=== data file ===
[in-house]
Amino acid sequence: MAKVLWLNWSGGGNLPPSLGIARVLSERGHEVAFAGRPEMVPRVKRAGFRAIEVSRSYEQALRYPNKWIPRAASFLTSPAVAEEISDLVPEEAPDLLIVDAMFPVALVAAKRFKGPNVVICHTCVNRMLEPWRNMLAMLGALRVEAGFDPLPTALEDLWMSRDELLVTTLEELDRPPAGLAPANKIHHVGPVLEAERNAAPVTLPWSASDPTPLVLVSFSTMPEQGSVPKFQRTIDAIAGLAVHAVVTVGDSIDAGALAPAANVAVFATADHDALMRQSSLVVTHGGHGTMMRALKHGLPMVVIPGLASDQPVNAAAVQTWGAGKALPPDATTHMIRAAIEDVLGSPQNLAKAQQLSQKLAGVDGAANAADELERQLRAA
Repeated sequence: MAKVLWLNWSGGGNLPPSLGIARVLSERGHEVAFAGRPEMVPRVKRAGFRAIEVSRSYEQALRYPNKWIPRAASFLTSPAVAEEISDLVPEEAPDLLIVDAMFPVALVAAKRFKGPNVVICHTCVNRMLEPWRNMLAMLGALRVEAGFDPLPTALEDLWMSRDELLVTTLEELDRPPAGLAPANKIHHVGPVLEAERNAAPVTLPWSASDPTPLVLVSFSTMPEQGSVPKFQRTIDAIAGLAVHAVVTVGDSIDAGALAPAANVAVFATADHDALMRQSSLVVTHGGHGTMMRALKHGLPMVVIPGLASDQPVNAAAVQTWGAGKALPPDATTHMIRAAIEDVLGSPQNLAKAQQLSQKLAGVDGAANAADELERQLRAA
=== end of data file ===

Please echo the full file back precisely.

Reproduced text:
[in-house]
Amino acid sequence: MAKVLWLNWSGGGNLPPSLGIARVLSERGHEVAFAGRPEMVPRVKRAGFRAIEVSRSYEQALRYPNKWIPRAASFLTSPAVAEEISDLVPEEAPDLLIVDAMFPVALVAAKRFKGPNVVICHTCVNRMLEPWRNMLAMLGALRVEAGFDPLPTALEDLWMSRDELLVTTLEELDRPPAGLAPANKIHHVGPVLEAERNAAPVTLPWSASDPTPLVLVSFSTMPEQGSVPKFQRTIDAIAGLAVHAVVTVGDSIDAGALAPAANVAVFATADHDALMRQSSLVVTHGGHGTMMRALKHGLPMVVIPGLASDQPVNAAAVQTWGAGKALPPDATTHMIRAAIEDVLGSPQNLAKAQQLSQKLAGVDGAANAADELERQLRAA
Repeated sequence: MAKVLWLNWSGGGNLPPSLGIARVLSERGHEVAFAGRPEMVPRVKRAGFRAIEVSRSYEQALRYPNKWIPRAASFLTSPAVAEEISDLVPEEAPDLLIVDAMFPVALVAAKRFKGPNVVICHTCVNRMLEPWRNMLAMLGALRVEAGFDPLPTALEDLWMSRDELLVTTLEELDRPPAGLAPANKIHHVGPVLEAERNAAPVTLPWSASDPTPLVLVSFSTMPEQGSVPKFQRTIDAIAGLAVHAVVTVGDSIDAGALAPAANVAVFATADHDALMRQSSLVVTHGGHGTMMRALKHGLPMVVIPGLASDQPVNAAAVQTWGAGKALPPDATTHMIRAAIEDVLGSPQNLAKAQQLSQKLAGVDGAANAADELERQLRAA